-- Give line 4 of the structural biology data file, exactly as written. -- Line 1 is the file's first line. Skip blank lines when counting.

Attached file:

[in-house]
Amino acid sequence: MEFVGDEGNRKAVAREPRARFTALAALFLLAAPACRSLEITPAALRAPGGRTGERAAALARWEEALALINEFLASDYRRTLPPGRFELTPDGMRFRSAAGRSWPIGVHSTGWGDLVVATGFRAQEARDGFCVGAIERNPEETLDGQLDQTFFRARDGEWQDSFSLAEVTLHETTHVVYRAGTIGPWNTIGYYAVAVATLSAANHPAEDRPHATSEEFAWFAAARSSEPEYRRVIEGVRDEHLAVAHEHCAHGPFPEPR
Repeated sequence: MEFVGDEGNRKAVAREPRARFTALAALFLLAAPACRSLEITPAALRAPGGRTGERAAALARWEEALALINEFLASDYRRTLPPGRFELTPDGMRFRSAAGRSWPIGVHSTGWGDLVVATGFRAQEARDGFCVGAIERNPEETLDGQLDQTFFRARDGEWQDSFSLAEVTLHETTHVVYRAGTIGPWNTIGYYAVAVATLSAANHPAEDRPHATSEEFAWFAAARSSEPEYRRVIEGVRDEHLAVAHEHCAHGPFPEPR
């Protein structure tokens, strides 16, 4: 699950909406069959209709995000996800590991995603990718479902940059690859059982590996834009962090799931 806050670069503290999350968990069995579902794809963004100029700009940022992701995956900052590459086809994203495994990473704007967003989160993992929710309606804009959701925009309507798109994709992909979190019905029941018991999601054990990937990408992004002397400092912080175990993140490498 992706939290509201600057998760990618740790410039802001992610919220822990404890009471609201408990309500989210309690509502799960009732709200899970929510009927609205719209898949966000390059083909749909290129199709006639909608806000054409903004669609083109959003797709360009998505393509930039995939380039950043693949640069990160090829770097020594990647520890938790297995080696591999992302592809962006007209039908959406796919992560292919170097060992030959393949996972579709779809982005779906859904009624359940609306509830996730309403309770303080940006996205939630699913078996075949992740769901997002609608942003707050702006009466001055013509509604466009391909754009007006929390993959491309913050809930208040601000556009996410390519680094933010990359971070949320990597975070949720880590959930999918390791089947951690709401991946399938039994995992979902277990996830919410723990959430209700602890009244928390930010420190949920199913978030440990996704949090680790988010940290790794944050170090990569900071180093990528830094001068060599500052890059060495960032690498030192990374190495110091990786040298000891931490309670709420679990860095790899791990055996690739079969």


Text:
């Protein structure tokens, strides 16, 4: 699950909406069959209709995000996800590991995603990718479902940059690859059982590996834009962090799931 806050670069503290999350968990069995579902794809963004100029700009940022992701995956900052590459086809994203495994990473704007967003989160993992929710309606804009959701925009309507798109994709992909979190019905029941018991999601054990990937990408992004002397400092912080175990993140490498 992706939290509201600057998760990618740790410039802001992610919220822990404890009471609201408990309500989210309690509502799960009732709200899970929510009927609205719209898949966000390059083909749909290129199709006639909608806000054409903004669609083109959003797709360009998505393509930039995939380039950043693949640069990160090829770097020594990647520890938790297995080696591999992302592809962006007209039908959406796919992560292919170097060992030959393949996972579709779809982005779906859904009624359940609306509830996730309403309770303080940006996205939630699913078996075949992740769901997002609608942003707050702006009466001055013509509604466009391909754009007006929390993959491309913050809930208040601000556009996410390519680094933010990359971070949320990597975070949720880590959930999918390791089947951690709401991946399938039994995992979902277990996830919410723990959430209700602890009244928390930010420190949920199913978030440990996704949090680790988010940290790794944050170090990569900071180093990528830094001068060599500052890059060495960032690498030192990374190495110091990786040298000891931490309670709420679990860095790899791990055996690739079969």